Momentous occasion: Cooks welcomes Hawaiian Airlines
The Cook Islands tourism industry is hailing the return of flights from Hawaii as a ‘momentous’ occasion. Hawaiian Airlines touched down at Rarotonga International Airport on Saturday evening. The arrivals were welcomed by dancers and drummers, and a special function was held. Passenger Olivia Kaplan said this was her first time visiting the Cook Islands. “I’ve come here on a work trip. I couldn’t pass up the opportunity,” Kaplan said.
“I’m looking forward to experience an island that to me seems untouched and unspoiled. The flight here was such an easy process, everything went right.”
Cook Islands Deputy Prime Minister Robert Tapaitau said he enjoyed his week in Hawaii as part of a delegation with the Cook Islands Tourism Corporation, and learned a lot.
“Our hope is to grow our Northern Hemisphere market through Hawaii,” Tapaitau said. "There are a lot of opportunities here.”
From now until October 22, HA495 is scheduled to arrive at 10.25pm every Saturday night, and HA496 departs at 11.35pm every Sunday night. It is not known yet whether they will increase their frequency after that.
Hawaiian State Senator Dru Mamo Kanuha had spent the past few days in the Cook Islands. He departed home for Honolulu on the Hawaiian Airlines flight on Sunday.
“This visit reminds us of ourselves in Hawaii: how we live as a people and how we care about each other, and even how we take care of our natural resources, and showcase our natural resources to anyone who visits,” Kanuha told Cook Islands News on Saturday.
“This visit has fostered that kind of relationship, and that kind of understanding between two island homes.”
Kanuha said there was a huge economic benefit where both islands could prosper through the partnership with Hawaii Airlines, but there also needed to be strong environmental protections to ensure the link prospers.
“I think in terms of tourism, we have to make sure we’re taking care of the place,” he said. “We can learn from each other. I’m looking forward to coming back from the Cook Islands, and sharing my story with everyone in Hawaii, because a picture doesn’t do this place justice.”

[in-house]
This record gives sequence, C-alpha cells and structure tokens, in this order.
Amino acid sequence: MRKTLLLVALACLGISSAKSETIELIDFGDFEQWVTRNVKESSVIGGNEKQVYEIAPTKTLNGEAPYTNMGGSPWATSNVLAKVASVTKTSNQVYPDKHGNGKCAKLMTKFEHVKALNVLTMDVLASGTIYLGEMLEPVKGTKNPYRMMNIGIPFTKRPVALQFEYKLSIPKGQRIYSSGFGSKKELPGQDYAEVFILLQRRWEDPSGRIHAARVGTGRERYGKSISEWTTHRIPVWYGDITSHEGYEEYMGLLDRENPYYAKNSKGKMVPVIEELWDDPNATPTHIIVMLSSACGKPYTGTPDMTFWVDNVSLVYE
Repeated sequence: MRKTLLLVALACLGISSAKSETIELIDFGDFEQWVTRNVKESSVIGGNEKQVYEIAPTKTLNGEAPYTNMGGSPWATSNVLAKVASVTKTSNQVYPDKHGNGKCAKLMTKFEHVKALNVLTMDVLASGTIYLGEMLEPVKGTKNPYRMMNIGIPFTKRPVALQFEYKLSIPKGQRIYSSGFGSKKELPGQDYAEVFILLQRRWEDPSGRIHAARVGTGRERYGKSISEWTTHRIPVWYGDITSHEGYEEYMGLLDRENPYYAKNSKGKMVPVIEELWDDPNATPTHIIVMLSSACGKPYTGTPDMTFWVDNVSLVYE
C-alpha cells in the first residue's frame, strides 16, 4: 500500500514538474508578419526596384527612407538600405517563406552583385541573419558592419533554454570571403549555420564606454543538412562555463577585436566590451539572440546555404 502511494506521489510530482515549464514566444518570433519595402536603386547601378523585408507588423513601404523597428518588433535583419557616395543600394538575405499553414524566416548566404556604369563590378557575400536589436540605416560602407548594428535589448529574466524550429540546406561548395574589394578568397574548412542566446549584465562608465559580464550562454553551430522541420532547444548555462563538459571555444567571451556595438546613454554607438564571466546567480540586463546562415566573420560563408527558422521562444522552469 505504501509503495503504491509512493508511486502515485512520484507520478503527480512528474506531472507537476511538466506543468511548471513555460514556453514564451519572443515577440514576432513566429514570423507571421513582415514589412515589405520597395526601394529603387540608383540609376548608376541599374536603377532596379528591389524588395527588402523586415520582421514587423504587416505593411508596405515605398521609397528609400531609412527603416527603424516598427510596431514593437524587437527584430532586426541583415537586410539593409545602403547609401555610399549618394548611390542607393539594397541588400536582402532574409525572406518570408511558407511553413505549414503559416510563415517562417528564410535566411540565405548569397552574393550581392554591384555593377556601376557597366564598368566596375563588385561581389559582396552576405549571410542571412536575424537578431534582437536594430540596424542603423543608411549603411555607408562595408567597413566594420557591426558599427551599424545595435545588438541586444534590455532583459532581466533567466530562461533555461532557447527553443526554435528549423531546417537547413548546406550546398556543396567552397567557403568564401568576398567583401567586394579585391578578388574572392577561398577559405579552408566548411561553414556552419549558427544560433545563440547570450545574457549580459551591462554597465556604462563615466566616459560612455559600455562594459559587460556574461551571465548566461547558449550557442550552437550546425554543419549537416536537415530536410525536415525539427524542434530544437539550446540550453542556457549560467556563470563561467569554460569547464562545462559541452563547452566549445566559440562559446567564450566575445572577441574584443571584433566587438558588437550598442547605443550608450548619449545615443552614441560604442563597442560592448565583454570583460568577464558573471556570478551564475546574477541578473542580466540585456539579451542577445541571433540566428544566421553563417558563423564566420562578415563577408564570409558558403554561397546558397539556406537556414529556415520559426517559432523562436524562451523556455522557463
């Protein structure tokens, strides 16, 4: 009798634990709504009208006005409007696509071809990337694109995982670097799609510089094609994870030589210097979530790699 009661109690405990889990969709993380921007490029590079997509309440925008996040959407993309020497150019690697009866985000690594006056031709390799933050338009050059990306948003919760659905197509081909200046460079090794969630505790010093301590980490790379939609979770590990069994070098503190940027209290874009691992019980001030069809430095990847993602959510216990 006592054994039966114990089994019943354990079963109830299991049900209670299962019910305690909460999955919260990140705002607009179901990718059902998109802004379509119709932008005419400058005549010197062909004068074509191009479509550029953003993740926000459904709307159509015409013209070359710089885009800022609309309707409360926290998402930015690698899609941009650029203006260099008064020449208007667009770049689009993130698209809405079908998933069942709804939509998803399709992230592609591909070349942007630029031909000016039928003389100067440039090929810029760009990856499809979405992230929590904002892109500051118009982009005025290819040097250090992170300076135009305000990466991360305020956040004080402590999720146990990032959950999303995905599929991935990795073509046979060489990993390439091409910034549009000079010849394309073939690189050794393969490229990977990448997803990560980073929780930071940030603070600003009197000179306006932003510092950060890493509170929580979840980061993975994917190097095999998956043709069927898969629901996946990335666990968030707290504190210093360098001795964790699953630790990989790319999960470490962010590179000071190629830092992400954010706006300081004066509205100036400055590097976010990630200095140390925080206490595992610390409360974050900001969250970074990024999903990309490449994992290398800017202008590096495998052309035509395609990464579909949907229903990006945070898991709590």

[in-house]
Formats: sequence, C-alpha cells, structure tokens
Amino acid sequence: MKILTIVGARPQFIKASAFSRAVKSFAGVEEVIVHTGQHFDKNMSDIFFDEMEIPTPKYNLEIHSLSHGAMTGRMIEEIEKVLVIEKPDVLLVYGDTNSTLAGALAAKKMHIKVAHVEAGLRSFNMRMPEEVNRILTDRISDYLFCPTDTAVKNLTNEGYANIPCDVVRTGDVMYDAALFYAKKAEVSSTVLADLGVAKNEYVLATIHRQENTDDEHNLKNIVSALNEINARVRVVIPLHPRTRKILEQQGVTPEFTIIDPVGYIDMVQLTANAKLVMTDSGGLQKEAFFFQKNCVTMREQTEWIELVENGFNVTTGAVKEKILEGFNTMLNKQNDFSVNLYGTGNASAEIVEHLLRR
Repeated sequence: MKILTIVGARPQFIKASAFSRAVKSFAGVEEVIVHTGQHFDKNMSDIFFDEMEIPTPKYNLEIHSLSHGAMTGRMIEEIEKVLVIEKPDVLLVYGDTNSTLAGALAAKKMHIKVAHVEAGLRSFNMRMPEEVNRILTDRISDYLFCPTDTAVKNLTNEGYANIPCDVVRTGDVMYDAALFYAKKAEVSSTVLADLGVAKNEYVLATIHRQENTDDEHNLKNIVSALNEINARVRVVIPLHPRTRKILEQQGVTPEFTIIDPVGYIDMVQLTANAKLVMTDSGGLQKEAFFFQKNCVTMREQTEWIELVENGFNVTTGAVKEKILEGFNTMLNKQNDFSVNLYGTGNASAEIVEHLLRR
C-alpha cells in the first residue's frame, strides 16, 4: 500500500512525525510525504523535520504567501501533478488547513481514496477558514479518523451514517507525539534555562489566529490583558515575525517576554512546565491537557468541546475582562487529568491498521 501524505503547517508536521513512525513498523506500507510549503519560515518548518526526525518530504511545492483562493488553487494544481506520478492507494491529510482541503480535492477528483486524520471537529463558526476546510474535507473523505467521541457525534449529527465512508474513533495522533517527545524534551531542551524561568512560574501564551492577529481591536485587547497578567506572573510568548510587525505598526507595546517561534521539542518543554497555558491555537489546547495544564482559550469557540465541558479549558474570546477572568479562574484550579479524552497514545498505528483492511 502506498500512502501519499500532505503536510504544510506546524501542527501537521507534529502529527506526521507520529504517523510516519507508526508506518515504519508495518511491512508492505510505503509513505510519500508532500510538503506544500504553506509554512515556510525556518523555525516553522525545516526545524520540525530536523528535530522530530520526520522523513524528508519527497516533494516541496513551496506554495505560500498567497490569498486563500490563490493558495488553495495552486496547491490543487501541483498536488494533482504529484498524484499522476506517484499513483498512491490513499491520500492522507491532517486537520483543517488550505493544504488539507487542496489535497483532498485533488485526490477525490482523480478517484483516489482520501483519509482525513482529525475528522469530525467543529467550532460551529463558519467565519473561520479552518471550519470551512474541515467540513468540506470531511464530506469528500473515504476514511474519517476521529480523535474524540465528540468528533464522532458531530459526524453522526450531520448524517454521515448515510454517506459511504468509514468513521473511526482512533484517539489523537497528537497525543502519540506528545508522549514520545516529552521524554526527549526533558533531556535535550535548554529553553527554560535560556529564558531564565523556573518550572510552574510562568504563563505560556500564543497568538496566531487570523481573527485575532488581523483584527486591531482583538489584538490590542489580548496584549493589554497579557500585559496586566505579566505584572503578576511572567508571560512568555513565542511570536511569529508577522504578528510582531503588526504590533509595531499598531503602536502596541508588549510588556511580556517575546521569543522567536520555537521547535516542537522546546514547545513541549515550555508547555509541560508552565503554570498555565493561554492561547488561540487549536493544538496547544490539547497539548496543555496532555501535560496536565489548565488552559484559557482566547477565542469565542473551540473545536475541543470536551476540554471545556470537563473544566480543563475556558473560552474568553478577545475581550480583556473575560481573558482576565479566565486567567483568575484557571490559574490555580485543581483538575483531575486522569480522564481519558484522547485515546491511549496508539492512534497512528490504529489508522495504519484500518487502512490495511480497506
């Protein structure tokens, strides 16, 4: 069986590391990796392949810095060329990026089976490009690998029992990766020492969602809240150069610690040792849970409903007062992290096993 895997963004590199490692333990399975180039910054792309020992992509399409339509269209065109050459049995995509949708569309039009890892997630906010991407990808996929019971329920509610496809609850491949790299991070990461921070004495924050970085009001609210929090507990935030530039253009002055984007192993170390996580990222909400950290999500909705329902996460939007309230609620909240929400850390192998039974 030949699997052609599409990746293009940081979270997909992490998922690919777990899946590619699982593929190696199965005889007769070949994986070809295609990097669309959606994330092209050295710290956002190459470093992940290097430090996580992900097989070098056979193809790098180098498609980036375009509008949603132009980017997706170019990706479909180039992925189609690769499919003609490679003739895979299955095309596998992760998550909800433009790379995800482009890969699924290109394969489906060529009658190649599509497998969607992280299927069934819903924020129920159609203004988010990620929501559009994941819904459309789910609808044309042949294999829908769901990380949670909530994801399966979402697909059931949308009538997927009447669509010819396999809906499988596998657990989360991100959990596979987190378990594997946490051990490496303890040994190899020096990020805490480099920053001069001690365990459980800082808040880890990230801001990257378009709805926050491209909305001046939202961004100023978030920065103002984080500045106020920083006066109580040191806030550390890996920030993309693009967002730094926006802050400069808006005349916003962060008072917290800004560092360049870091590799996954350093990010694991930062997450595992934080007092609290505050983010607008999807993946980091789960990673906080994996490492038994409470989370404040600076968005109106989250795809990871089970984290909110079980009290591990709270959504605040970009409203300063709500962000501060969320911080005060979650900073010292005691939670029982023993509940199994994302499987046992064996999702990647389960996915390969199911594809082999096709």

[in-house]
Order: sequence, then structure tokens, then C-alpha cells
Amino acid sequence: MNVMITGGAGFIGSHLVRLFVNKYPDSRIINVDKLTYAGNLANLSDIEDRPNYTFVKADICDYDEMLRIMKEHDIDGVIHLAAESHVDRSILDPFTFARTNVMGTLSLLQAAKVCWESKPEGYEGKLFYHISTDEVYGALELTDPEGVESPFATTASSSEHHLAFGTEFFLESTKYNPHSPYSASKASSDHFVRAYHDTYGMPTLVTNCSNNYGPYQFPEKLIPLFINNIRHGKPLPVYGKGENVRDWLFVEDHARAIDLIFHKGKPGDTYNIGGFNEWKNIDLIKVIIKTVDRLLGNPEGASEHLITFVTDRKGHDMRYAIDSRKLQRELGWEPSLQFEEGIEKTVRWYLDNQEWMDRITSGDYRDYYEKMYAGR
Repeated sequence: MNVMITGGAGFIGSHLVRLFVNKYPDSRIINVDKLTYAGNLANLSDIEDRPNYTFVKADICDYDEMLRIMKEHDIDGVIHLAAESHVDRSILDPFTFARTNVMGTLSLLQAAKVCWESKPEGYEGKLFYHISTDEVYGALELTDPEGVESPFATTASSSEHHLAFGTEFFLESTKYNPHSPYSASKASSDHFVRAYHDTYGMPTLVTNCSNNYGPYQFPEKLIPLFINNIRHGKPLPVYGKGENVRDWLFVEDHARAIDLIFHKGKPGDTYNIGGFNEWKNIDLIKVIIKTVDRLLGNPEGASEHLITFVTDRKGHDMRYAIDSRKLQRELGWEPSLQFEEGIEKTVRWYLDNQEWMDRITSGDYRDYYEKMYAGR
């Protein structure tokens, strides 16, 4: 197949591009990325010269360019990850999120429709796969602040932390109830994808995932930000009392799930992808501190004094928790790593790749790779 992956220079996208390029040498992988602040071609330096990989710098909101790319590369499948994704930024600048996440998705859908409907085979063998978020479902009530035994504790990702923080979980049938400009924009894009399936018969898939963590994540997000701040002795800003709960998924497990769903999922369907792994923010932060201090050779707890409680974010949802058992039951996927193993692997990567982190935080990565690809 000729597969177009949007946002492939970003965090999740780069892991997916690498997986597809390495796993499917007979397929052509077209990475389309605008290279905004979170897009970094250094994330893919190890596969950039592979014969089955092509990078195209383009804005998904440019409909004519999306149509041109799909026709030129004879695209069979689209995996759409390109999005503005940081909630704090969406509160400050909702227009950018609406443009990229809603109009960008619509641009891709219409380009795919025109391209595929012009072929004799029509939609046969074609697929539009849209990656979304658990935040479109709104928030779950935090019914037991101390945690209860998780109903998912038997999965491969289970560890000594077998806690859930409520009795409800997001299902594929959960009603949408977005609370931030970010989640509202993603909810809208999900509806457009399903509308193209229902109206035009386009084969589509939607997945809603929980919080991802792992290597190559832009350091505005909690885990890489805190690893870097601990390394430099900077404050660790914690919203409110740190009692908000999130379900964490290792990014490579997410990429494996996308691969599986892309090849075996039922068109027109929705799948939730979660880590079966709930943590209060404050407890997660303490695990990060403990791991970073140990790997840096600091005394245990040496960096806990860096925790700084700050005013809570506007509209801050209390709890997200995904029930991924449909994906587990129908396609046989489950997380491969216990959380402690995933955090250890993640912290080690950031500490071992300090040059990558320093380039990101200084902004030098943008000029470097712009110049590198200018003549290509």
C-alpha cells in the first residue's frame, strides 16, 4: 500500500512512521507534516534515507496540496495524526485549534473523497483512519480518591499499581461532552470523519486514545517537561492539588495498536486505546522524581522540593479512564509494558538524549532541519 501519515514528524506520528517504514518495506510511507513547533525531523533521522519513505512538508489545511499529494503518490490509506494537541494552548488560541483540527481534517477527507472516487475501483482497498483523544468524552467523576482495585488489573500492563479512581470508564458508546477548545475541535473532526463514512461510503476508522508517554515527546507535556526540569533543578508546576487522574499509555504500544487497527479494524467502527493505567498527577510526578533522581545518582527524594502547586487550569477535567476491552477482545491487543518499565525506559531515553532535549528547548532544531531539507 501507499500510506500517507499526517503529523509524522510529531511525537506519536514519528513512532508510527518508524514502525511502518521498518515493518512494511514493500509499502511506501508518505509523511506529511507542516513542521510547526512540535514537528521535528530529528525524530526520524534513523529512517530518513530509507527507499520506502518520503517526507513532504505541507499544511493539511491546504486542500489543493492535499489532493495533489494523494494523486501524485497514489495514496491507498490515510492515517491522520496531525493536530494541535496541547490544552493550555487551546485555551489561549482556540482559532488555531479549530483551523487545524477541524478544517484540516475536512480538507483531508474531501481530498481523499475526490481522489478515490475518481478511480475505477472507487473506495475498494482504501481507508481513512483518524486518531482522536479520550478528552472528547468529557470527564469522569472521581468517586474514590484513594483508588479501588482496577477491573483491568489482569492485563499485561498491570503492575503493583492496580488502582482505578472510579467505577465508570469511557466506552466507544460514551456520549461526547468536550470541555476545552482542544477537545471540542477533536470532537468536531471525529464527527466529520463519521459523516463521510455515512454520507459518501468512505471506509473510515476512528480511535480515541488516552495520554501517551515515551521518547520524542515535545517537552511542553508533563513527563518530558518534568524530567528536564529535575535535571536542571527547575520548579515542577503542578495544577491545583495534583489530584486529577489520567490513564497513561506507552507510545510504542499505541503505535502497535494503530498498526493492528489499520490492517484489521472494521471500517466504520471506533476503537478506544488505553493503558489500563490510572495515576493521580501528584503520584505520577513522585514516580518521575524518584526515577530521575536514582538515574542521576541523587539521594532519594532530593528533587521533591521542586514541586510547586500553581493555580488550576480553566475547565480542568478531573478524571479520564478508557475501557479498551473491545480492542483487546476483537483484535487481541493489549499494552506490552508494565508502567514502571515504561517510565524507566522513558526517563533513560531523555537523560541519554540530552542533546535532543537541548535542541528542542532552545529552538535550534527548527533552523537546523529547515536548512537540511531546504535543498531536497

Cook Islands Tourism Corporation general manager for North America Christian Mani said the arrival of the Hawaiian Airlines flight was a “momentous” occasion.
“It was quite emotional for me when we landed, and turned round to see the Hawaiian Airlines plane on the tarmac. It’s a very proud day, and an important one in the history of the Cook Islands,” Mani said.
Mani had been in Hawaii for the past week on various “fact finding” missions. “People are already aware of the connection. The great thing is that we are starting to see those bookings coming through,” he said. “On the flight in to Rarotonga, I was sitting by a mother and daughter from California, who saw an opportunity to be on the first flight to the Cook Islands from Hawaii. They booked it last year.”
Mani said the challenge for the future is about rebuilding links post-Covid-19. “It takes time. We’re not the only ones, there’s a lot of destinations in the same boat,” he said.“But in the next couple of months, we’re definitely going to see more Americans, Canadians and that connection through to Europe.”
Mani said for the North American market, the Cook Islands was an “aspirational” destination. “Once they find out about the Cook Islands, they want to go, so it’s making sure we reach out to those people,” Mani said.
“For the North American market, you give it a bit of a shake and see what comes out. But there are also those in colder places: there’s Boston, New York, the state of Massachusetts, the Pacific Northwest, where people want to come to the Cook Islands to get out of the cold.”
Mani said the visiting delegation from Hawaii showed how seriously everyone was taking this connection. “I think it just shows the strength of investment, not just from Hawaiian Airlines, but from one state to our islands. I think everyone should be commended for this,” he said.